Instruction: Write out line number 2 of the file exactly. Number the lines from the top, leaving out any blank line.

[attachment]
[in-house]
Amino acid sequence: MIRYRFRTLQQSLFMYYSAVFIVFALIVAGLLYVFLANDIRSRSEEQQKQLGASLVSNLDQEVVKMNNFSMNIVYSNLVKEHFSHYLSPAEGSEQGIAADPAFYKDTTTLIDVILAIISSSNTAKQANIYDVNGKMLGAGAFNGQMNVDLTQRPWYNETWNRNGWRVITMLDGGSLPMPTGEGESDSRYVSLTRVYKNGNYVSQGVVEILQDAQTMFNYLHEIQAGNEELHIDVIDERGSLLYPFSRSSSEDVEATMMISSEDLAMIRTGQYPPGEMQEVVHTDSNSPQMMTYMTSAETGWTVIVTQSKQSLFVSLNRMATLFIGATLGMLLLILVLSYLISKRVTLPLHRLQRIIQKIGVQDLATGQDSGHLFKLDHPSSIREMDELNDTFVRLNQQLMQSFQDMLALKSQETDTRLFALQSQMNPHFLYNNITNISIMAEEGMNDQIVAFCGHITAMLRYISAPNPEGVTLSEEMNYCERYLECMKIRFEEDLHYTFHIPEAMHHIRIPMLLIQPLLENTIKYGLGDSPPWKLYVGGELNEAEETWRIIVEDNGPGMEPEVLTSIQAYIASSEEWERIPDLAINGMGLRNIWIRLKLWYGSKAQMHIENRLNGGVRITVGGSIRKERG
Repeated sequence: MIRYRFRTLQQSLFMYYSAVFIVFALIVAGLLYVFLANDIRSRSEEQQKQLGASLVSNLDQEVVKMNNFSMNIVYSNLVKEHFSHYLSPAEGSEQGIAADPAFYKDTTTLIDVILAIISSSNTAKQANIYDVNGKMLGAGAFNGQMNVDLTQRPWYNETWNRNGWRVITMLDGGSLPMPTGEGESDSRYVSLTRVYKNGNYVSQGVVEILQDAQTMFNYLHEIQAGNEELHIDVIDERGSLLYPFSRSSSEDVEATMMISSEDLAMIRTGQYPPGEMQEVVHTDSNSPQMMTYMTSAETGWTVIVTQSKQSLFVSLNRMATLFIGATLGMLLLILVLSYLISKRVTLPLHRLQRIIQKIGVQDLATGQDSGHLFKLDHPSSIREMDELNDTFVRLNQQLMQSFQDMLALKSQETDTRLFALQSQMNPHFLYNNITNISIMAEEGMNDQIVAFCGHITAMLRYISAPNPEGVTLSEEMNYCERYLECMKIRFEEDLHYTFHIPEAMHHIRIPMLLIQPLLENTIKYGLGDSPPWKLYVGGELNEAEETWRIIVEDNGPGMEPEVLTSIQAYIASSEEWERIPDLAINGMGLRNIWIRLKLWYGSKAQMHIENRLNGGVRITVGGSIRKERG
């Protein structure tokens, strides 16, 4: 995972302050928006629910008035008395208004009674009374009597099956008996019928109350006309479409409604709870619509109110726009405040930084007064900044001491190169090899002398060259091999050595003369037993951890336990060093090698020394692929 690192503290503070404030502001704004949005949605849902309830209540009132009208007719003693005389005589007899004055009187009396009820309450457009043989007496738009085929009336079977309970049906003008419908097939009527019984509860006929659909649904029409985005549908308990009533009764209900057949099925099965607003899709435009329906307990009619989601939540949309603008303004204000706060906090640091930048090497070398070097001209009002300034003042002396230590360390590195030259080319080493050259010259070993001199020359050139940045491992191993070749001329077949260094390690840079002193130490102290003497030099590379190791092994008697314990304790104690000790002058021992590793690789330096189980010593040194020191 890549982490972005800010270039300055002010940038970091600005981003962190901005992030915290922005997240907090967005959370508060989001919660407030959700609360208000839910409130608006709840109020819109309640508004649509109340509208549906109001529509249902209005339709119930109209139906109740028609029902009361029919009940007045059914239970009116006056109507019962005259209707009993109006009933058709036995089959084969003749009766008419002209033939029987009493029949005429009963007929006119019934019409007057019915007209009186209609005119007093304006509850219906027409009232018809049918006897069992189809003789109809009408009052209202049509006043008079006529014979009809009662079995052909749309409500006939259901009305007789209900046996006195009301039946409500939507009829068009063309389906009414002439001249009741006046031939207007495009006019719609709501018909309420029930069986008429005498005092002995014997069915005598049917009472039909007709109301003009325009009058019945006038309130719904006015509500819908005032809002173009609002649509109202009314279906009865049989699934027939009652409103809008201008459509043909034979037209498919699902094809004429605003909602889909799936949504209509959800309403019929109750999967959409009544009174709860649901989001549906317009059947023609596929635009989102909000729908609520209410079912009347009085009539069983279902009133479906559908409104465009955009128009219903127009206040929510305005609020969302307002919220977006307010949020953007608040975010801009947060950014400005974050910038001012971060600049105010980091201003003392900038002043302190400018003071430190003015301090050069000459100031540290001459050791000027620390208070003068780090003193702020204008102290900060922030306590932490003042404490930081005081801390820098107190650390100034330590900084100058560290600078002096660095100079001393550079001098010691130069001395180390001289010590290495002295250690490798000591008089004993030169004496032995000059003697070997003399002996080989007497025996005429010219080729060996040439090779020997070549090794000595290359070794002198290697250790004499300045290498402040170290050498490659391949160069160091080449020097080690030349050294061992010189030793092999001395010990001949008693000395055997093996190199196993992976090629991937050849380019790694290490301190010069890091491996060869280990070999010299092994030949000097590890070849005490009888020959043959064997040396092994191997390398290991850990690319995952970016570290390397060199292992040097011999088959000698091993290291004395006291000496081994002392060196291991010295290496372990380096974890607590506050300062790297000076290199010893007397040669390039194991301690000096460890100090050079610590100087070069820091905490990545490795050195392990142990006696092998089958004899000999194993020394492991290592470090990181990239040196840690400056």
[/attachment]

Amino acid sequence: MIRYRFRTLQQSLFMYYSAVFIVFALIVAGLLYVFLANDIRSRSEEQQKQLGASLVSNLDQEVVKMNNFSMNIVYSNLVKEHFSHYLSPAEGSEQGIAADPAFYKDTTTLIDVILAIISSSNTAKQANIYDVNGKMLGAGAFNGQMNVDLTQRPWYNETWNRNGWRVITMLDGGSLPMPTGEGESDSRYVSLTRVYKNGNYVSQGVVEILQDAQTMFNYLHEIQAGNEELHIDVIDERGSLLYPFSRSSSEDVEATMMISSEDLAMIRTGQYPPGEMQEVVHTDSNSPQMMTYMTSAETGWTVIVTQSKQSLFVSLNRMATLFIGATLGMLLLILVLSYLISKRVTLPLHRLQRIIQKIGVQDLATGQDSGHLFKLDHPSSIREMDELNDTFVRLNQQLMQSFQDMLALKSQETDTRLFALQSQMNPHFLYNNITNISIMAEEGMNDQIVAFCGHITAMLRYISAPNPEGVTLSEEMNYCERYLECMKIRFEEDLHYTFHIPEAMHHIRIPMLLIQPLLENTIKYGLGDSPPWKLYVGGELNEAEETWRIIVEDNGPGMEPEVLTSIQAYIASSEEWERIPDLAINGMGLRNIWIRLKLWYGSKAQMHIENRLNGGVRITVGGSIRKERG